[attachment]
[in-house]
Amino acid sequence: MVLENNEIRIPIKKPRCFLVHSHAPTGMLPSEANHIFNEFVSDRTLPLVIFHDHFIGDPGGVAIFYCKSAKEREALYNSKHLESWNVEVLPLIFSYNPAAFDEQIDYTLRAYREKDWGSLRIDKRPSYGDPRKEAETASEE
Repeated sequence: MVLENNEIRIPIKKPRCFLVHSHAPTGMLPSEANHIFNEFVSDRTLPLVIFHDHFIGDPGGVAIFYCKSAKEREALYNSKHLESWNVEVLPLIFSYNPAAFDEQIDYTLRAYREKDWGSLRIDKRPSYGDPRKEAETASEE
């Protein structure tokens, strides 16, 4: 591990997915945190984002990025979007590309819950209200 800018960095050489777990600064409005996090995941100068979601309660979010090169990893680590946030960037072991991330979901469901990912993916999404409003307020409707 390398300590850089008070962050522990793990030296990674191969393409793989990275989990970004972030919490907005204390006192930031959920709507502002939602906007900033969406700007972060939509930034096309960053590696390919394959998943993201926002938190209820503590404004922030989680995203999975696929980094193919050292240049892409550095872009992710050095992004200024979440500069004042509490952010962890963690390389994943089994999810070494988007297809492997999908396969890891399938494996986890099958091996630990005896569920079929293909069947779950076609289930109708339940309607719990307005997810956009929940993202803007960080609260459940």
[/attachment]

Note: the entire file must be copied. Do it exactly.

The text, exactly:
[in-house]
Amino acid sequence: MVLENNEIRIPIKKPRCFLVHSHAPTGMLPSEANHIFNEFVSDRTLPLVIFHDHFIGDPGGVAIFYCKSAKEREALYNSKHLESWNVEVLPLIFSYNPAAFDEQIDYTLRAYREKDWGSLRIDKRPSYGDPRKEAETASEE
Repeated sequence: MVLENNEIRIPIKKPRCFLVHSHAPTGMLPSEANHIFNEFVSDRTLPLVIFHDHFIGDPGGVAIFYCKSAKEREALYNSKHLESWNVEVLPLIFSYNPAAFDEQIDYTLRAYREKDWGSLRIDKRPSYGDPRKEAETASEE
């Protein structure tokens, strides 16, 4: 591990997915945190984002990025979007590309819950209200 800018960095050489777990600064409005996090995941100068979601309660979010090169990893680590946030960037072991991330979901469901990912993916999404409003307020409707 390398300590850089008070962050522990793990030296990674191969393409793989990275989990970004972030919490907005204390006192930031959920709507502002939602906007900033969406700007972060939509930034096309960053590696390919394959998943993201926002938190209820503590404004922030989680995203999975696929980094193919050292240049892409550095872009992710050095992004200024979440500069004042509490952010962890963690390389994943089994999810070494988007297809492997999908396969890891399938494996986890099958091996630990005896569920079929293909069947779950076609289930109708339940309607719990307005997810956009929940993202803007960080609260459940």